Ms. Harris testified that, once they were all in the bedroom, the two men demanded money, and the shorter man pinned a struggling Ms. Harris behind the bedroom door "trying to smoosh [sic][her]" while the [Petitioner] pointed the gun at Mr. Crawford beside the bed. Harris told them that they did not have any money to give them, but that her purse was on the bed. The short man shook the purse and $80 in cash fell out, which he took and put in his pocket. Harris testified that the [Petitioner] kept pointing the gun at the victim, and that the victim was turned so that his back was facing the [Petitioner]. Harris testified that the [Petitioner] then shot Mr. Crawford in the back. She recalled that "they tussled for a couple of minutes," during which time the gun went off again, leaving a bullet hole in her dresser. She stated that the men then dragged the victim out of the bedroom and into the living room. Ms. Harris stated that she heard the gun being fired again, and she later observed that a bullet had gone into the ceiling. Ms. Harris stated that the men then dragged the victim outside, and that she called 911. She heard the victim outside screaming for help, and she ran outside and saw the victim lying on the porch of an apartment across the street, where a family friend of the [Petitioner] lived. The police arrived at the scene approximately fifteen minutes later. Ms. Harris testified that she identified the [Petitioner] as the shooter after viewing a photographic lineup on January 23, 2004.
Audra Woods, the fifteen-year-old daughter of Ms. Harris, testified that she was eleven years old in January of 2004. She testified that she and her five year old half-brother, Marcus, Jr., who was the son of Ms. Harris and Mr. Crawford, were in their own bedroom the entire time that the two men were in the house on the evening of January 19, 2004. Miss Woods testified that she could see into the living room from the foot of her bed, and that she saw the [Petitioner] holding a gun to the victim's head. Miss Woods testified that the gunman wore a gray hooded sweatshirt, and that the other man wore a red hooded sweatshirt. Miss Woods testified that she saw the two men and her mother and the victim go into the master bedroom, that she heard two gunshots, and that she grabbed her little brother and hid in the closet. She testified that she saw the men dragging the victim down the hallway, and that she heard another gunshot when the men were in the living room. Miss Woods stated that after the two men left the house, she went to the living room, looked out the screen door, and saw the men drag the victim across the street and leave him on the porch of an apartment. Miss Woods testified that she spoke with the 911 operator after her mother called to report the shooting and robbery. Miss Woods subsequently identified the [Petitioner] as the man she saw holding a gun to the victim's head, after she viewed a photographic lineup on January 23, 2004.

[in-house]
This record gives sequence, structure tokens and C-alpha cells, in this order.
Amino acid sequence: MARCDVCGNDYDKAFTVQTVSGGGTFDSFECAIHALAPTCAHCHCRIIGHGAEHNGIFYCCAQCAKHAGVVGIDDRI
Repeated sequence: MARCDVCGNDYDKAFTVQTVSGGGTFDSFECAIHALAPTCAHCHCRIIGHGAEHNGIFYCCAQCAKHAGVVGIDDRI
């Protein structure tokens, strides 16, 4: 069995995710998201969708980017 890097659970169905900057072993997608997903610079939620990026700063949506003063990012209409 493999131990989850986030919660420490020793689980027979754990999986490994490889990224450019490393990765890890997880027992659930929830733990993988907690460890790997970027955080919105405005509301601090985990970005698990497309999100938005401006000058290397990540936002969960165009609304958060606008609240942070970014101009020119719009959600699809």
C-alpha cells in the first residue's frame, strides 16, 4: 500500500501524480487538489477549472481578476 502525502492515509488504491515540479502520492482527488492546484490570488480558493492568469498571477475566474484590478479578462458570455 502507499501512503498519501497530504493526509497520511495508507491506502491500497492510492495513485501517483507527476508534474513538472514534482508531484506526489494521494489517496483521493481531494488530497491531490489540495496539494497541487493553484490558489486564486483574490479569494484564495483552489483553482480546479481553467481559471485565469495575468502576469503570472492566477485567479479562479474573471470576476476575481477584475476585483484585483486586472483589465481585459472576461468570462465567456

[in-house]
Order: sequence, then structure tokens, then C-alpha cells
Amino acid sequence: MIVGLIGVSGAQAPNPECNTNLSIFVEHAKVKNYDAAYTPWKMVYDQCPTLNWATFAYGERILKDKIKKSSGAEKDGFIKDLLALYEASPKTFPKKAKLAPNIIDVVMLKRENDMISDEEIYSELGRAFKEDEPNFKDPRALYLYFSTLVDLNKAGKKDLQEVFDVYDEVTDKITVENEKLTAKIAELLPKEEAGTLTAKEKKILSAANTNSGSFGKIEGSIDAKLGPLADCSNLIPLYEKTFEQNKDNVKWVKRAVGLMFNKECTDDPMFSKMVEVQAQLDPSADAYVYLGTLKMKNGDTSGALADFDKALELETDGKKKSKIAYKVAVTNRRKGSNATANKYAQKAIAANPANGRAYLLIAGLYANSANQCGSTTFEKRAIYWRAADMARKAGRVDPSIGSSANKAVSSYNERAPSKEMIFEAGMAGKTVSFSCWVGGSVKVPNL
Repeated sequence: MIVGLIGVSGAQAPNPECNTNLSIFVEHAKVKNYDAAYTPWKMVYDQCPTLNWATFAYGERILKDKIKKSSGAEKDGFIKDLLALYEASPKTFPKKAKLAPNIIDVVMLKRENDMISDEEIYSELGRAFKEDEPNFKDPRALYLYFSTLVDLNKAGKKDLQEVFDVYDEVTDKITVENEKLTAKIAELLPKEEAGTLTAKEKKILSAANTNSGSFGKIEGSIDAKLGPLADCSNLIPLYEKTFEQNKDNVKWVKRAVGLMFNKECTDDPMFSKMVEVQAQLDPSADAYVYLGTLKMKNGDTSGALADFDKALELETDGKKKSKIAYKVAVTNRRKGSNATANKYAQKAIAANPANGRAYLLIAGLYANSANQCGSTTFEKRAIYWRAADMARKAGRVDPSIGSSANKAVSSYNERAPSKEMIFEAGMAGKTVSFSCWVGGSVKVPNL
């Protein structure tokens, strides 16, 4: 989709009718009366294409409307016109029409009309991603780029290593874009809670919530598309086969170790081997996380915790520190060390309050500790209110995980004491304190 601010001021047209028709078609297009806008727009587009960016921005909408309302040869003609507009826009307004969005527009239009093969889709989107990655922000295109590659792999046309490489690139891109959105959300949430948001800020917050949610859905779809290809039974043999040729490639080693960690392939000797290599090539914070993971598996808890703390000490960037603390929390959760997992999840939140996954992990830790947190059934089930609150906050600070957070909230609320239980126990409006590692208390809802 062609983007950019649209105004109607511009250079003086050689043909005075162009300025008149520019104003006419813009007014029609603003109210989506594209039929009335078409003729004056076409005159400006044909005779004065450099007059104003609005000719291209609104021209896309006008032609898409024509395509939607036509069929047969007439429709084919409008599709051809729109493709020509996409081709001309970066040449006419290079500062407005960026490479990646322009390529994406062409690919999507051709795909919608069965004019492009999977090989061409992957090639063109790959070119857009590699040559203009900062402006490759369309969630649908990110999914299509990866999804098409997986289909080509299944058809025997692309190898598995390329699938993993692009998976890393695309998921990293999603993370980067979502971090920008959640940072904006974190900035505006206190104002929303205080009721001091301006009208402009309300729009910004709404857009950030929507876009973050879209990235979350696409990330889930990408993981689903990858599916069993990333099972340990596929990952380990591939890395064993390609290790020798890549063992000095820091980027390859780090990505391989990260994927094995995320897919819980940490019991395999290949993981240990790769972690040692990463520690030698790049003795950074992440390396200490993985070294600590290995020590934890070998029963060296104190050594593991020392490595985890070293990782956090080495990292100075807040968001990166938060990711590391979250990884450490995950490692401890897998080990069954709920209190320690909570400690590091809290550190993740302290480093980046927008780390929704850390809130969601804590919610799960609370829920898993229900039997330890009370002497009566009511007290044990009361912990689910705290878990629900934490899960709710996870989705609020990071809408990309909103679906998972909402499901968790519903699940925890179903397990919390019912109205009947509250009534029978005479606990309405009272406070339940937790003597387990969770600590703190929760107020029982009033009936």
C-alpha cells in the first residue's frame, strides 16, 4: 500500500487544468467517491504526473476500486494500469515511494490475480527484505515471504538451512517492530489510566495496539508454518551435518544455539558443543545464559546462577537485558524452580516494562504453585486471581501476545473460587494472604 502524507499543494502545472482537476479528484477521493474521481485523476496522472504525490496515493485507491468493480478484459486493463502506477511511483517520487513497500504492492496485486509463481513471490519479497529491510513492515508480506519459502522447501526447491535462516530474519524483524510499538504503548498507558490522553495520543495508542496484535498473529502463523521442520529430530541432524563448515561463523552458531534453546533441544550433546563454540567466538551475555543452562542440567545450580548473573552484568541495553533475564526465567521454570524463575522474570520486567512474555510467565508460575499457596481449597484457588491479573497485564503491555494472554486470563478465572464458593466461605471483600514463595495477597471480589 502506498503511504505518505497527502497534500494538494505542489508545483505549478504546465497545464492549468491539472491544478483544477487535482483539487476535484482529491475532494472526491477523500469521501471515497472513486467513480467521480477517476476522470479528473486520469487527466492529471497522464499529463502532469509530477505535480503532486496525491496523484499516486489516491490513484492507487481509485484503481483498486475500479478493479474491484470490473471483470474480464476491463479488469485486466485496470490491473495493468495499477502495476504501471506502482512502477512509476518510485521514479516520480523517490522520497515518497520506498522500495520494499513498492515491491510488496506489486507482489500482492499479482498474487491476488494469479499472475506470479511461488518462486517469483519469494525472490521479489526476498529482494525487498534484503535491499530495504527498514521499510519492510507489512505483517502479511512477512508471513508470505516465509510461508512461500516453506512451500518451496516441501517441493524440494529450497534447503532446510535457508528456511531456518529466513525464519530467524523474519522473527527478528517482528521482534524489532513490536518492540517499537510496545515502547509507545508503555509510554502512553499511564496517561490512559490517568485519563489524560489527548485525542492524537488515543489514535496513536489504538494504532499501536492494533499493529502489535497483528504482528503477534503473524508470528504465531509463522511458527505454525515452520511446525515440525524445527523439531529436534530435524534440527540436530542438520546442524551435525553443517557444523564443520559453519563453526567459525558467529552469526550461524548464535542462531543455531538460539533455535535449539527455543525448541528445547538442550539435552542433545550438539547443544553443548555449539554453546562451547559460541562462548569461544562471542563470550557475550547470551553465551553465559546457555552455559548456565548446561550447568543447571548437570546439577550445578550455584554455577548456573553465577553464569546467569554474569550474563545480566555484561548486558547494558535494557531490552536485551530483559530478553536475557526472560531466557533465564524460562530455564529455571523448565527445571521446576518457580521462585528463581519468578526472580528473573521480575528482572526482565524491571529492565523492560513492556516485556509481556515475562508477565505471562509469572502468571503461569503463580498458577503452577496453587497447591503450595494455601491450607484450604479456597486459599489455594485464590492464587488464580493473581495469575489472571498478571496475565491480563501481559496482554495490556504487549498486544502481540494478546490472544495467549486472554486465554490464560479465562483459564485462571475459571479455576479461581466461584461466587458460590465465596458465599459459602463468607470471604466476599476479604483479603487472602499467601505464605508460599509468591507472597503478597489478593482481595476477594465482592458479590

Andrew Brown testified that he was an officer with the Memphis Police Department. Brown responded to the crime scene at approximately 11:35 p.m. He observed the victim lying on the porch of the apartment complex across the street from 268 Tillman, and he recalled that the victim had been shot once in the back. Officer Brown testified that based upon his own experience and the location of the gunshot wound, he thought Mr. Crawford was in imminent danger of death. He asked the victim who shot him, and the victim responded, "I don't know right now." Officer Brown tried to calm the victim until the ambulance arrived, and he later learned that the victim died.